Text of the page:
Reasonable length of time requirement: At MUW a reasonable length of time for the completion of a degree program is generally defined as no more than 150 percent of the normal time required to complete a degree program. Course work that transfers into a degree program will adjust the time frame accordingly.
Example A: If your degree requires that you complete 124 credit hours, your reasonable length of time will be 124 hours x 150 percent = 186 hours. You will be within your reasonable length of time during your first 186 hours of attempted course work.
Example B: If your degree requires that you complete 124 credit hours and you have transferred in 54 hours, your reasonable length of time will be 124 hours – 54 transfer hours = 70 x 150 percent = 105. You will be within your reasonable length of time during your first 105 hours of course work attempted at MUW.
A student who is working toward a degree level that he or she has already completed or exceeded (i.e., second bachelor’s degree) will have his or her reasonable length of time established at no more than 100 percent of the normal length of the program minus any course work that transfers into the program.
Second B.S. Example: If your new B.S. degree requires 124 credit hours and MUW allows 65 hours from your first degree to count toward your second degree, your reasonable length of time will be 124 credit hours – 65 from your first degree = 59 x 150 percent = 89. You will be within your reasonable length of time during your first 89 hours of course work attempted on your second degree.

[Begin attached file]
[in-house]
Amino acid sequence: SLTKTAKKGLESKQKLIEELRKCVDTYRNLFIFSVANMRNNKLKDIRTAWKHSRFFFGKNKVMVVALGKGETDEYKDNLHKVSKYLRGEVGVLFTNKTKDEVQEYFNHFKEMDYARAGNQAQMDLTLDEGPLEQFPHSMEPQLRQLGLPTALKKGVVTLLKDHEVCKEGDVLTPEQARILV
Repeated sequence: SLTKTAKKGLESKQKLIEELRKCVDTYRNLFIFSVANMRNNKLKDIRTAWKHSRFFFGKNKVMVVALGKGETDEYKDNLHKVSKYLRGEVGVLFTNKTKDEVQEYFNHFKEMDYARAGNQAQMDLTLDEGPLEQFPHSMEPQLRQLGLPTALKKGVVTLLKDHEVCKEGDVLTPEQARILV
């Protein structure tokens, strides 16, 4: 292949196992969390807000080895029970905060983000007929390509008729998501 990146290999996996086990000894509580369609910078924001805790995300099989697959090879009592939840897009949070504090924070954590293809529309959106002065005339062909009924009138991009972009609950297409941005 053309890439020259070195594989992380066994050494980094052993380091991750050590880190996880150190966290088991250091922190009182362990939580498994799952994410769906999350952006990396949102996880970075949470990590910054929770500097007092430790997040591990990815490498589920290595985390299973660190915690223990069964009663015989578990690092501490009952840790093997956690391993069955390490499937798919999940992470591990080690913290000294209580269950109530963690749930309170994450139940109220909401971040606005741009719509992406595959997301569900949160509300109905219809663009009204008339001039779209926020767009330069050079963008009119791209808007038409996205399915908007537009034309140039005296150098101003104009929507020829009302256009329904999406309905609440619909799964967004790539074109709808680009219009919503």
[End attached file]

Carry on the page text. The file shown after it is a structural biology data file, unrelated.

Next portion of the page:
Graduate students are considered to be making satisfactory progress if they comply with the academic regulations described in the Graduate Studies Bulletin and complete their programs within the 150% maximum time-frame as described above.
Reinstatement of Financial Aid – Eligibility and Appeals Process
If a student is ineligible for financial aid because the student has not maintained satisfactory progress toward completion of his/her degree, the student may reapply for financial aid when he/she has cleared the deficiency and is again progressing satisfactorily according to the requirements outlined above. After earning at least 12 hours at the student’s own expense or through an alternative or non-federal loan, the student may submit an appeal to restore financial aid eligibility.
When mitigating circumstances are involved, the student may appeal the suspension of eligibility. To do so, the student may draft a letter of appeal or complete an Appeal Form and submit it to the Director of Financial Aid. The letter must include:
- The reason(s) why satisfactory progress is not being made;
- Changes or improvements that will prevent future problems.
- Any documentation that supports the rationale for the appeal.
The letter will be reviewed and a decision will be made within two weeks. Appeals may be approved without provision, or they may be approved provisionally – establishing a one semester probationary period in which the student must earn a given number of credit hours and/or specified GPA.
Appeals may also be denied. It is the student’s responsibility to initiate any appeal for financial aid eligibility. Appeals for academic reinstatement granted by the Scholastic Appeals Committee or other departments do not constitute reinstatement of financial aid eligibility.
Students who are granted a probationary approval may need to submit an appeal at the end of each semester for several semesters before the standards are fully met. As long as progress is being made, subsequent appeals should be approved to allow students to regain full eligibility.